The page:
It is good to spend barter credits on personal expenses.
I’ve run into a couple of traders who have set up rules for themselves that keep them from ever fully realizing their best possible return on barter. These people are generally conservative in nature and in their zeal to make sure they don’t “waste” their credits on frivolity, have decided that they will never spend barter credits on personal expenses. For some this is just an out-cropping of self-discipline gone wrong, but others actually believe that there is a legitimate business reason to avoid personal spending on barter.
When you accept payment in cash in your business, you take some portion of that cash and spend it on personal expenses. Realize it or not, it is something every profitable business does. Obviously you will have some book-keeping problems if you start paying for personal expenses directly out of your business account which is why most folks draw cash out of their business in the form of payroll, owners-draw, dividends, etc. These funds are pulled out of your business, you are appropriately taxed on the funds as personal income, then you spend the money on personal expenses. Barter is no different! You can pay yourself in barter credits rather than cash, then turn around and spend those barter credits on personal expenses. There is nothing to it! It doesn’t matter if you are a sole proprietorship, llc, or some type of corporation.
The advantage in spending barter credits on personal expenses is that it opens up more opportunities to spend barter credits wisely. It totally baffles me that a business owner would sit on thousands of dollars of barter credits, yet still pay cash for dental work or carpet cleaning in their home. By paying yourself (in part) in barter credits that you use for personal expenses, you free up cash in your business that can be used EITHER for cash business expenses that you can’t trade for, OR EVEN BETTER, cash profit payouts to yourself. Either way you win.
A final passing thought: Just because I’m saying it’s good to spend barter credits on personal expenses doesn’t mean that I’m indicating to spend frivolously. All the normal rules of wise purchasing still apply. I’m just saying there is nothing inherently bad about using barter credits for personal expenses.
As I continue to develop my barter strategy I’m beginning to see my purchases fall into a handful of categories. Where your barter purchases fall into these categories in a large part determines how successful your barter effort is over all. Additionally, I think looking at these categories can help traders find more trades that help their bottom line. In my opinion trade purchases fall into three categories: Cash Replacement, Value Added, and Luxury Purchases.
Cash Replacement Purchases
These are the absolute best kind of trade. This is when you trade for something that you would have bought for cash. Personal examples of things that I trade for in this category include food, dentistry, automotive repair, etc. . These trades represent a direct conversion from barter dollars to real dollars assuming that you purchase these goods/services at comparable prices to cash prices. If you are looking to get the absolute most out of barter, dig through your checkbook and credit card statements looking for things that you can switch over to barter.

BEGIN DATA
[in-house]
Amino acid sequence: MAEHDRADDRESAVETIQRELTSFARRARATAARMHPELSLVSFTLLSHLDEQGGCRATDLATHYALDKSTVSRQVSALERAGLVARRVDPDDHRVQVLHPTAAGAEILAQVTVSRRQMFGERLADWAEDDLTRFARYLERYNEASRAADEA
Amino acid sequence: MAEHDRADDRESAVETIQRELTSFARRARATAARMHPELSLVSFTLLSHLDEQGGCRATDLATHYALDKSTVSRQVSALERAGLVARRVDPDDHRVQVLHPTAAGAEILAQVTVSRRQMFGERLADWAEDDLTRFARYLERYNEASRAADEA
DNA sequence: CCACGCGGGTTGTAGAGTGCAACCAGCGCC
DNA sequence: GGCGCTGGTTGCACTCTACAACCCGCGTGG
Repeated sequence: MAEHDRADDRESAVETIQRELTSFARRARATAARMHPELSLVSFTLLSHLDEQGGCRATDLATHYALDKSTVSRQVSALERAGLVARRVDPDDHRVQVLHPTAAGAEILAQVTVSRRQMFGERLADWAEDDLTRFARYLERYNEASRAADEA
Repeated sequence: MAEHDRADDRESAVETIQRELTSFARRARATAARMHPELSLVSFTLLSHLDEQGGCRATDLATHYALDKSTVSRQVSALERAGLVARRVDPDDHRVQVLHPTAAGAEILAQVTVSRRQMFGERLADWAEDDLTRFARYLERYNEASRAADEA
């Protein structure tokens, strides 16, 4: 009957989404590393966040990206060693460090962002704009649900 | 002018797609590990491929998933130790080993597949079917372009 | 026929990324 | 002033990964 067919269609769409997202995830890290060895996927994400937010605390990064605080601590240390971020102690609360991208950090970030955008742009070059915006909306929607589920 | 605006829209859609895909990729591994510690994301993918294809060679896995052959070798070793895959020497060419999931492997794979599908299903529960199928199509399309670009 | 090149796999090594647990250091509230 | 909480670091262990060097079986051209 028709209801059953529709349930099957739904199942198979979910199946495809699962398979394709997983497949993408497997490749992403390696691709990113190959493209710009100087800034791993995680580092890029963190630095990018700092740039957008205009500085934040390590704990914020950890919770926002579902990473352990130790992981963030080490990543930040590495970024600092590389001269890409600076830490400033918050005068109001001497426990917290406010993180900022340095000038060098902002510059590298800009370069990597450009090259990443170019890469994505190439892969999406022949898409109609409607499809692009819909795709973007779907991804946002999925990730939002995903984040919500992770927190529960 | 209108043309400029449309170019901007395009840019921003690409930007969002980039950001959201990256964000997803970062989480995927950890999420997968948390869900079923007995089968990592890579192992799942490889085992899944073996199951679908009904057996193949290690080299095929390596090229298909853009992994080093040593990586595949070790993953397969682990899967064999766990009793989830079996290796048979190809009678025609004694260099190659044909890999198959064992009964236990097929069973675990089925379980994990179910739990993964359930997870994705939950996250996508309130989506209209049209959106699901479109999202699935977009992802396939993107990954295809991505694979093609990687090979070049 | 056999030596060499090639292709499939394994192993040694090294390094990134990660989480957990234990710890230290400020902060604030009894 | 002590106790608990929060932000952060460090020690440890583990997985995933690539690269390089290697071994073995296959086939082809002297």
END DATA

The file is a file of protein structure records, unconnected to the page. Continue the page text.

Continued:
Added Value Purchases
This one is the hardest one to grasp of the three categories and I’m only now realizing the value of this group. Purchases in this group are items that you would not have purchased for cash, but they still represent significant real value to you because they free your time for family or cash generating work. Of all things of course time is one of the most limited and I’ve met few productive people who aren’t interested in freeing up more time. Examples of these types of trades would be hiring a landscaper, book-keeper or even a house-keeper. I like doing my own yard-work and I would never hire someone for cash to do it for me. That being said, I am willing to hire someone on barter that will do a better job than I do and it will free up time for me to work or play. The same thing applies to book-keeping. My wife enjoys doing our books, and was very resistant to the idea of hiring a book-keeper. She was more open to bartering for one and now that we’ve made this switch she is extremely happy with it and uses that time very efficiently in other areas of her life. Although this kind of a trade does not generate a direct conversion of barter dollars to real dollars, it has a very real positive effect on your business and personal life and is a good area to spend barter credits.
This is the one to be careful with. They are purchases that are totally for fun that you would not have made for cash. Certainly I would be the last person to tell you that you shouldn’t spend barter credits on yourself for fun (check on the barter vacation I bragged about), however I know that some people go over-board in this area. My only comment on this area is that you don’t want to make so many luxury purchases that you don’t have credits available for making the other two types of purchases described above.
It’s worth mentioning that some folks are so against luxury purchases that they don’t believe you should make any personal purchases at all. This is totally incorrect in my opinion and I will write more on this topic later. For now suffice it to say that you should make as many “cash replacement” trades as possible regardless if these purchases are business or personal.
So….take a look at how you conduct your trades and see where your purchases fall into these categories and start making some changes as you see fit.